Thursday, March 31, 2022

News: Peiresc's Lost Cargo: Recovered!

        April 20, 1629 was not a good day for the French polymath and research-sponsor Nicholas-Claude Fabri de Peiresc.  His merchant ship Ambassadrice – a type of small ship known as a polacca – returning from Egypt and carrying miscellaneous antiquities which Pieresc’s agents had obtained there, had inconveniently sunk near Marsamuscetto Harbor in Malta on its return voyage to Marseille, after incurring heavy damage in a storm.  

         Peiresc’s agents, Théophile Minuti and Jacque-Auguste de Thou, wrote to Peiresc that they had managed to recover some items from the shipwreck, including a small box which held an assortment of small relics, coins, and medals, and a vellum codex (which turned out to be a Coptic lectionary) that had survived fairly intact, thanks to the several layers of envelopes in which it had been packaged.  But these were merely souvenirs compared to the other valuable Egyptian antiquities that the ship had been carrying. 

          The disaster of the sinking of the Ambassadrice was greatly regretted at the time – but soon forgotten.  It was not until recently that interest in excavating the remains of the Ambassadrice gained momentum, when Barry  Clifford – the American responsible for the recovery of the wreck of the pirate ship Whydah – was recruited by the government of Malta to explore the wreckage of the Ambassadrice.  What Clifford’s diving expedition found is unique in the history of marine salvage:  inside the remains of several trunks, still sitting on the hull of the wreck, were six large slabs of spermaceti wax (so called because it is extracted from sperm whales).  Apparently someone in Peiresc’s agents’ employ had prepared his materials within the wax as a safeguard against just the thing that had befallen the Ambassadrice.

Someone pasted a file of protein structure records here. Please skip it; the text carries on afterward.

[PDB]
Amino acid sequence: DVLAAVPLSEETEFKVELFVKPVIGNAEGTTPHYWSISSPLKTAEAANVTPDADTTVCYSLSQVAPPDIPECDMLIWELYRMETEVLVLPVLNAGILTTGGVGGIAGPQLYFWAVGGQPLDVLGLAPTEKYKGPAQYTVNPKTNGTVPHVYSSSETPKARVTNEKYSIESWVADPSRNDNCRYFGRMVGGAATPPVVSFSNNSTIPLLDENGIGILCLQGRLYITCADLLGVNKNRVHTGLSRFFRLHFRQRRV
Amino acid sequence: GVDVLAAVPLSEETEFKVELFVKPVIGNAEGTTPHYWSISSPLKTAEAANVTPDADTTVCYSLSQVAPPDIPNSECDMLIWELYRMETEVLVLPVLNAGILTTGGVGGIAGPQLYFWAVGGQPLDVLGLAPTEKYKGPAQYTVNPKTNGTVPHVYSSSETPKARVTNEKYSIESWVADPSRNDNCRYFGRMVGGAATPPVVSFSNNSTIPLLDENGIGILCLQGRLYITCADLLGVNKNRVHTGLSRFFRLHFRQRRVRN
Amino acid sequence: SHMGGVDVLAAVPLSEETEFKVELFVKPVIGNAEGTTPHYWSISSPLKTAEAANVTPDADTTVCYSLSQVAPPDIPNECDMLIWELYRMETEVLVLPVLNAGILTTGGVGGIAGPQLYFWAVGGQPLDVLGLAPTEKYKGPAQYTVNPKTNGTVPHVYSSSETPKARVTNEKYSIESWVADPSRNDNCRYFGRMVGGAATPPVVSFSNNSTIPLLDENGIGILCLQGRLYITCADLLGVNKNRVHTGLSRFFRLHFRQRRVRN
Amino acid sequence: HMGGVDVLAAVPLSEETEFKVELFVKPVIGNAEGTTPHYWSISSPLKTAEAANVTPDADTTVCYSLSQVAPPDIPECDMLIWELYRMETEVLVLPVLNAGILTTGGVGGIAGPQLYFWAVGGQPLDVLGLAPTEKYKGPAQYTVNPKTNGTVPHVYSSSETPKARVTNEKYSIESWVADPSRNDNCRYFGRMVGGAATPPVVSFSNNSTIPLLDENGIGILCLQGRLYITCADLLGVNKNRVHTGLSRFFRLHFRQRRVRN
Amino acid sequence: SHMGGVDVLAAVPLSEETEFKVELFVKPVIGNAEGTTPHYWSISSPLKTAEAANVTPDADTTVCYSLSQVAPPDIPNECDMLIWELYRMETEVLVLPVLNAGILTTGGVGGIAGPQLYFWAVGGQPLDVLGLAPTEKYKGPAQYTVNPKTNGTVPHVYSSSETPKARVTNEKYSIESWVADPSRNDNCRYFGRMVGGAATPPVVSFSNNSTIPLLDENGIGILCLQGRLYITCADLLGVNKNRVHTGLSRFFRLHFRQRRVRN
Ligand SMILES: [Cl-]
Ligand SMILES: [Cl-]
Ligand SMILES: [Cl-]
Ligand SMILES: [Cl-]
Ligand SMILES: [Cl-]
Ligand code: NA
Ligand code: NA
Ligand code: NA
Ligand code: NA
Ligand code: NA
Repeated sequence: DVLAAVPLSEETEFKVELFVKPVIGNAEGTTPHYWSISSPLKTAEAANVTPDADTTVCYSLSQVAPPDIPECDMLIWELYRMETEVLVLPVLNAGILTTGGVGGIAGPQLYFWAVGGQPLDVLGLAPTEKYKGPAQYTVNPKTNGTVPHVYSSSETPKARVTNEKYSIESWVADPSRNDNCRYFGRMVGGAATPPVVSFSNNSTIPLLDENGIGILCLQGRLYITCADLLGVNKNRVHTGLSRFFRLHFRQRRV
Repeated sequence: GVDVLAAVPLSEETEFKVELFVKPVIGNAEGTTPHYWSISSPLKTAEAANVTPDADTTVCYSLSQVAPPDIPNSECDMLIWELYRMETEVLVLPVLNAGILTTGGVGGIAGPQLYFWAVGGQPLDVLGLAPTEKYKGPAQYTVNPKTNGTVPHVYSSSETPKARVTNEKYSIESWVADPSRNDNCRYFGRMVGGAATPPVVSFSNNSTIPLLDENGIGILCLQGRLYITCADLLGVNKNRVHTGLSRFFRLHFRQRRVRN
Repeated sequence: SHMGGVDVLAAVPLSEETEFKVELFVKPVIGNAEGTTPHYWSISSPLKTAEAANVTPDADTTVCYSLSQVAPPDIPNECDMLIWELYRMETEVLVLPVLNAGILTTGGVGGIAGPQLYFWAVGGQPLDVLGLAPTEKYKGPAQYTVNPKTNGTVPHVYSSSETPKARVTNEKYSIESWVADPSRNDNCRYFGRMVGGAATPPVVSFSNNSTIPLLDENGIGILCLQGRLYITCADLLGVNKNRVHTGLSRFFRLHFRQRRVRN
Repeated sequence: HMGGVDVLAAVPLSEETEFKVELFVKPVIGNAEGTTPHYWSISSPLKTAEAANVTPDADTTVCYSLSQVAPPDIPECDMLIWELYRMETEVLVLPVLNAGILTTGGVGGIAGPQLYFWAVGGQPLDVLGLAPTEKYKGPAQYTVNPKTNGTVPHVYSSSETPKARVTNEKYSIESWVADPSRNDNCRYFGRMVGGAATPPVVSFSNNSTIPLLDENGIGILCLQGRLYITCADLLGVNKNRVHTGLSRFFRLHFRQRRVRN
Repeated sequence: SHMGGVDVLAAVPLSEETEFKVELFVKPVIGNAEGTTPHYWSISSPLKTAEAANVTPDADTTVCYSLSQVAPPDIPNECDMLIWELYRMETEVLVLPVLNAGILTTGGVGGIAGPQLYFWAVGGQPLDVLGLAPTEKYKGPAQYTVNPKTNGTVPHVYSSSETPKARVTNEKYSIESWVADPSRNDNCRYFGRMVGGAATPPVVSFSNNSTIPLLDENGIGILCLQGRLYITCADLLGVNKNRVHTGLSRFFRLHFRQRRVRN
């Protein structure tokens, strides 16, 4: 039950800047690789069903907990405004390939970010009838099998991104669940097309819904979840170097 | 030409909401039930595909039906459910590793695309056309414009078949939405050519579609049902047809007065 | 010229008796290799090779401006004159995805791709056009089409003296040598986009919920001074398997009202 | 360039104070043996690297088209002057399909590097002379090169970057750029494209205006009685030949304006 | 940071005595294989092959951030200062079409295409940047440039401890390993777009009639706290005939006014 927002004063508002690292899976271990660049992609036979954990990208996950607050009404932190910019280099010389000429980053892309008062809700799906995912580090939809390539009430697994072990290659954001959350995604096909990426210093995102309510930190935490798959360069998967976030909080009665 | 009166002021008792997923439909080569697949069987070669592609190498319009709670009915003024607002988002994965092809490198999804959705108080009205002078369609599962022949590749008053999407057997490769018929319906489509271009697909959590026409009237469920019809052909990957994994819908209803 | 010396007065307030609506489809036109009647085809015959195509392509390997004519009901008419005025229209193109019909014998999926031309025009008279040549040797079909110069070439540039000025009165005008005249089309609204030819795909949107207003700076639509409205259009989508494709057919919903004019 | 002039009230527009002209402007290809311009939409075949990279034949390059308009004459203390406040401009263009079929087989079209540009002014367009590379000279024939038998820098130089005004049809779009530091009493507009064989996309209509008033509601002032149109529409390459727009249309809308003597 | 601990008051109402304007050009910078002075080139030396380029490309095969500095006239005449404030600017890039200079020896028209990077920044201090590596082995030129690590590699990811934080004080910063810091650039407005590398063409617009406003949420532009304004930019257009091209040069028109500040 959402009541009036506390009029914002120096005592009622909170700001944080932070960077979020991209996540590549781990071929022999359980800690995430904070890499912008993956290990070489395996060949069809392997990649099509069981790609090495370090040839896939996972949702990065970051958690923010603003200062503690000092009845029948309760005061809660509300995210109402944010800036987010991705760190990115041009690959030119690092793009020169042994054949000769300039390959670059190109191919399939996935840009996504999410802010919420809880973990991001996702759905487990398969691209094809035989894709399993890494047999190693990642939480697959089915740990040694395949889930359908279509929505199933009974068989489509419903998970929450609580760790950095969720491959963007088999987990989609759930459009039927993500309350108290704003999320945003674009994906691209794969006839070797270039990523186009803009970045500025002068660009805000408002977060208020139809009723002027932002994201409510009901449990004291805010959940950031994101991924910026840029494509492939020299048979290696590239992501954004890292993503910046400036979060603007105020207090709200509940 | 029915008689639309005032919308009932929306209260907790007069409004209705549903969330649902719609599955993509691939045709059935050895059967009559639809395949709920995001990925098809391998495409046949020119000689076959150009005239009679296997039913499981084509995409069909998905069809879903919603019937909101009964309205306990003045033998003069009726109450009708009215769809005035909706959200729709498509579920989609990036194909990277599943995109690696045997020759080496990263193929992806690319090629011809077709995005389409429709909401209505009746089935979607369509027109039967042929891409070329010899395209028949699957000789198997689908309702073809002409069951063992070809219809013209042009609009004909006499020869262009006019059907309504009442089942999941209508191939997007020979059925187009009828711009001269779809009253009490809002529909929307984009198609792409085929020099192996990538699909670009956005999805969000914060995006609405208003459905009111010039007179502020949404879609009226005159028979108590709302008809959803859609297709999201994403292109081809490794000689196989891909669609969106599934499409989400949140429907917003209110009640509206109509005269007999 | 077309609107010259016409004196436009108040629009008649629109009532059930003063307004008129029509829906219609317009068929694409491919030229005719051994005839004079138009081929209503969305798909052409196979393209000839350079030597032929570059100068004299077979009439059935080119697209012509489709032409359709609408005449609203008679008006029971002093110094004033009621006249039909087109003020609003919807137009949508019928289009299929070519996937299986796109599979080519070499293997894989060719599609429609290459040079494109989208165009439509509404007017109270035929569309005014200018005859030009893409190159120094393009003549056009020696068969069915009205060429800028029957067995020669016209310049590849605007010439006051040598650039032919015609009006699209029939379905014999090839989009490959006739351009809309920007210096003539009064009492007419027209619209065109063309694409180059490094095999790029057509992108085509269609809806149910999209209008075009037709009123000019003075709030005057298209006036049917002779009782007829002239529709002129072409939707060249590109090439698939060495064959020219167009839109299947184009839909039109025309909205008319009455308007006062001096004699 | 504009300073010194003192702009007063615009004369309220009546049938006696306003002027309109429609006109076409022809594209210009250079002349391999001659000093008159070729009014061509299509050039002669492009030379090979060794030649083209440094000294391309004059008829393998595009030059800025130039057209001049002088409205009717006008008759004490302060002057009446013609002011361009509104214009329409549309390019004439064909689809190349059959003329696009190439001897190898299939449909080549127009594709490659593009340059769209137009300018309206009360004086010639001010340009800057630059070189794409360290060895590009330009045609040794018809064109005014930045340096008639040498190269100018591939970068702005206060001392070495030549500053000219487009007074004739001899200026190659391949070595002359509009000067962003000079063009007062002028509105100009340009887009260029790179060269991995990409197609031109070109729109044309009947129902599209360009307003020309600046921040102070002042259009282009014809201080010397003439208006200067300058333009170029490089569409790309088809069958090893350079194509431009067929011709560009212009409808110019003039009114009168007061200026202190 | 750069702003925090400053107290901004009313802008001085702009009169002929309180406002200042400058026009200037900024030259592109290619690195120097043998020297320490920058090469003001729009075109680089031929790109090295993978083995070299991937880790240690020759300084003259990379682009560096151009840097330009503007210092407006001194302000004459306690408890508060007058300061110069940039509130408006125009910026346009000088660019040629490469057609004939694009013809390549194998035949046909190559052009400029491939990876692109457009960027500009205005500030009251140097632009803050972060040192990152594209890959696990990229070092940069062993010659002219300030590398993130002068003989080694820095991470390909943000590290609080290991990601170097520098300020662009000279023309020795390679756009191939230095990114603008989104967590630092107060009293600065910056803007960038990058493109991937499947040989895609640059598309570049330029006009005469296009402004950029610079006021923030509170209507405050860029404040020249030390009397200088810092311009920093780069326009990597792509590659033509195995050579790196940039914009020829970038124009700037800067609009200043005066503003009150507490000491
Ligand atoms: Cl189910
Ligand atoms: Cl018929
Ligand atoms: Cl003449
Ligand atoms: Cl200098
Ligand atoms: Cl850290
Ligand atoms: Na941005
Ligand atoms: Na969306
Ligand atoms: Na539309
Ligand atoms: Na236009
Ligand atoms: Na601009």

When specialists in the salvage operation carefully heated and removed the wax, they found several items were embedded within, including the manuscripts that Peiresc’s agents had obtained in Egypt 400 years ago.  They are:

           Eight Coptic texts of the Gospels, two of which are in jeweled bindings

          An early Greek-Bohairic lectionary, prefaced by a glossary of rare Bohairic words.

          A Sefer Torah scroll, 

          A hitherto-unknown composition by Dioscorus (bishop of Alexandria during the Council of Ephesus in the 400s), interspersed with supplemental comments by Balatro Aibreán.

           A hitherto-unknown composition by Peter Mongus of Alexandria (late 400s), with many Scripture-citations, and

          An incomplete parchment copy of Breviarium by Liberatus of Carthage (500s). 

    The sixth slab contained four ornate ivory diptychs, with the hinges removed, all carved with scenes from the life of St. Anthony.  With them were numerous Egyptian and North African coins from different eras, a silver aspergillum, a gold and silver buckle inlaid with lapis lazuli, and several amulets and rings.

          The texts recovered from the Ambassadrice are scheduled to be published soon in a yet-untitled open-access book from Brill Academic Publishers, and the other items will be the subject of a series of forthcoming articles in Biblische Zeitschrift.  In addition to an undisclosed payment for his supervision of the underwater salvage operation, Barry Clifford was awarded the Medal for Service to the Republic of Malta.   Addition information about the salvage of the Ambassadrice can be found in Maltese news-articles here and here

Happy April Fools Day 2022!



Daniel Buck said...

I see you didn't provide a link to Balatro Aibreán. That's because it's a made up name combining Latin and Irish to convey the idea of April Fool. Good one James, you never disappoint!

James Snapp Jr said...

Daniel Buck, Good find, Watson! Also, if you highlight the blank lines after the end of the post, the greetings for today should appear!

Conan said...

Fooled me!

James Snapp Jr said...

Daniel Buck,
No, "Ambasadrice" is a made-up name; "polacca" is a real term for the type of ship that sunk in 1629 - see